We brought him home on a Thursday, June 17, 2004. He was so handsome! A large Cocker Spaniel with color that ranged from almost white to pale gold/caramel.

He loved to swim. He liked running in the park. He liked food and treats. He liked to chase birds and one time he even caught (and killed) a pigeon in our yard.

He also had a lot of fears. He hated having anyone touch his paws. He couldn't stand being pushed or pulled by the collar, but would walk nicely on a leash. Putting medicine in his eyes or ears was, at first, traumatic for him and for us...he reacted like we were trying to kill him and he was trying to take us with him. A couple of times I cried after putting medicine in his eyes because it was so scary and upsetting to see him lose control.

Things got better when he learned to trust us a little more and we learned how to manage his fears. We got a muzzle and used it so we weren't so afraid of being bitten. I still got bitten a few times and have the scars to prove it.

I wrote a haiku one time about watching him run in circles in the park, he was like joy on four legs, running for the sheer pleasure of running.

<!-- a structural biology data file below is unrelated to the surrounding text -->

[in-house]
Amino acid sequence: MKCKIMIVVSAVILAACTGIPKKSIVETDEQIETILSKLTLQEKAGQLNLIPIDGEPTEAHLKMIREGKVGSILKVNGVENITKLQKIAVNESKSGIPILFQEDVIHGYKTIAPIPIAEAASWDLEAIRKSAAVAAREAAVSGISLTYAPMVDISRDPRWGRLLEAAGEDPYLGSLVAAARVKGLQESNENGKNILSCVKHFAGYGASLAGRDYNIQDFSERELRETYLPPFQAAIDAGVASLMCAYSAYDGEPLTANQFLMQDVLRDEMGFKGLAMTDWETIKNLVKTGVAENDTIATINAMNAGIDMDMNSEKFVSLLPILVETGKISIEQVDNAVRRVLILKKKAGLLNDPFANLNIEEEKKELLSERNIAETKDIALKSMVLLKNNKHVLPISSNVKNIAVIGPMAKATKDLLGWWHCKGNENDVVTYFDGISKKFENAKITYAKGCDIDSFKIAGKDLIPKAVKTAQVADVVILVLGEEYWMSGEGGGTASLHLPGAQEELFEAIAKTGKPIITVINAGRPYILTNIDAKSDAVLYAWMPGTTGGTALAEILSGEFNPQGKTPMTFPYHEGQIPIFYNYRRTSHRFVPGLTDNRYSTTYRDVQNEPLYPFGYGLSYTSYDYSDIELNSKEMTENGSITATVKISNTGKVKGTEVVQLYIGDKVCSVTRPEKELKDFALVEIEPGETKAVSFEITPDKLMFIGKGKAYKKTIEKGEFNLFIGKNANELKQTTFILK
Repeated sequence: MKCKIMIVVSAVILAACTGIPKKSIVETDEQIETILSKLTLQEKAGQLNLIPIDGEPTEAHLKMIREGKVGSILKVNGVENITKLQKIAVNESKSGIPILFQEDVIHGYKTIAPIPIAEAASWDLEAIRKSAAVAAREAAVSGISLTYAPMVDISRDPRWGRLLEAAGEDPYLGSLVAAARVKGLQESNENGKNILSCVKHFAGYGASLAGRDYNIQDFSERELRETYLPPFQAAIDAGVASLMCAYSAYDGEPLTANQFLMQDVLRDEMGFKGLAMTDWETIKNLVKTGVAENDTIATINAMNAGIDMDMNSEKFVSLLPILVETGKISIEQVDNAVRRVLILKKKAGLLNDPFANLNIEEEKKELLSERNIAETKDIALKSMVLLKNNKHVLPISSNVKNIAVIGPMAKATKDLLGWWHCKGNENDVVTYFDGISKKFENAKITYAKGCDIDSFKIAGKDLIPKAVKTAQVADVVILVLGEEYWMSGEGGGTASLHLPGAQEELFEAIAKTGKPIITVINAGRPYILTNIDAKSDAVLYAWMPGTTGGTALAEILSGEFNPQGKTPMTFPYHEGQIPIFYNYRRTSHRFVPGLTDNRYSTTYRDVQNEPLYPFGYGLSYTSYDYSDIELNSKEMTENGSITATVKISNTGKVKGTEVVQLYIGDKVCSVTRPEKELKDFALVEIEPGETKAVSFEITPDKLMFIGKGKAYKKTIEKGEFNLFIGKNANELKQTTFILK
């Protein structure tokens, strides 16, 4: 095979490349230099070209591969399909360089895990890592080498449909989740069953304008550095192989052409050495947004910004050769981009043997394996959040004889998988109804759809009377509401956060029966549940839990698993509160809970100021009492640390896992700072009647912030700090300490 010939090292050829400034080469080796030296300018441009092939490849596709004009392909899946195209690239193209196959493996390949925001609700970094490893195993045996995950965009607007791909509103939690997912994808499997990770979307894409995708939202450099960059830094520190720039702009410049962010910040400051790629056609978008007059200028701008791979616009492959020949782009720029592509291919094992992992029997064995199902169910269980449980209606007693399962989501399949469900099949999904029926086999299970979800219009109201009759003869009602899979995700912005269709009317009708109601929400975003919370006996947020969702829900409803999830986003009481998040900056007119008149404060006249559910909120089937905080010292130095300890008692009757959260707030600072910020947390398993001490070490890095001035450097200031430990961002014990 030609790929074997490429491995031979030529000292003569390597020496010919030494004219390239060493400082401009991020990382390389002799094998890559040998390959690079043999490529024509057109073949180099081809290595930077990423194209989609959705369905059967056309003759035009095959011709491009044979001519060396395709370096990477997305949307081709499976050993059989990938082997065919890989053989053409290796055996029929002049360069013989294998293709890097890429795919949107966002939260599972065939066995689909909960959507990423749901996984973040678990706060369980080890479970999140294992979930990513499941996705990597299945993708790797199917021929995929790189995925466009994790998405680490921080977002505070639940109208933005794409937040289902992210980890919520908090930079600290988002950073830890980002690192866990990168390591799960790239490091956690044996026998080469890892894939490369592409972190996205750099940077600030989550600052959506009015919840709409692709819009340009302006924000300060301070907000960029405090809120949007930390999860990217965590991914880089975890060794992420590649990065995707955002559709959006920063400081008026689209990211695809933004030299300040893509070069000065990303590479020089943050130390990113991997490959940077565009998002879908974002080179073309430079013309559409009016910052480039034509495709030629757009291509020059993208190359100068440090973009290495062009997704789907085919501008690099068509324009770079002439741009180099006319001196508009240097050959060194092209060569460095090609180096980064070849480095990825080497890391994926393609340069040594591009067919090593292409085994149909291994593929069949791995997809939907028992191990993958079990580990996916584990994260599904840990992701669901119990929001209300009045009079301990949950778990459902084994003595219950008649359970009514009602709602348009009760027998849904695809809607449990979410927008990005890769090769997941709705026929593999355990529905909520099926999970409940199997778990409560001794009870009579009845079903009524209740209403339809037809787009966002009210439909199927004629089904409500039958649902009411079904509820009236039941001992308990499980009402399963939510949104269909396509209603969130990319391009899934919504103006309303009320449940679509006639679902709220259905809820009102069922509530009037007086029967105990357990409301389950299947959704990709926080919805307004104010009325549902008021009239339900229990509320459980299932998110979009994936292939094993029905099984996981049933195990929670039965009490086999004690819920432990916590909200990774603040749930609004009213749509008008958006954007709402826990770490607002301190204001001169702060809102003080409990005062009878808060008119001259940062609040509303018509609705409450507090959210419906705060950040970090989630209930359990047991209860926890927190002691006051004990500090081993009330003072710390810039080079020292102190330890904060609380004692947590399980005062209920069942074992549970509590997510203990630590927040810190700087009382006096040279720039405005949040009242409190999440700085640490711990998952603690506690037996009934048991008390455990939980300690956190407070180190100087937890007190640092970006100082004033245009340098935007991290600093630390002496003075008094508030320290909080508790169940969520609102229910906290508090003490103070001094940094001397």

We took him to the beach and he chased the waves up and down. He chased the shadows of the sea birds along the sand. He plunged into the surf and swam fearlessly.

He was always grumpy and particular about how you handled him. He was smart in his own way, the only dog we've ever had that came and asked to be let out. When Dru wanted to go to the yard, he came and "gave us the paw," using one of those huge paws to scrape the bed, the chair, the leg, until we got up and escorted him outside.

He loved riding in the car, loved it! He always started out in the back seat, but on long car trips that big nose would start poking into the front seat, or resting on someone's shoulder. Like the camel that got into the tent starting with its nose, once Dru's nose made it into the front seat, forty pounds of Cocker Spaniel would eventually follow. He looked out the front window the whole trip while the other dogs dozed.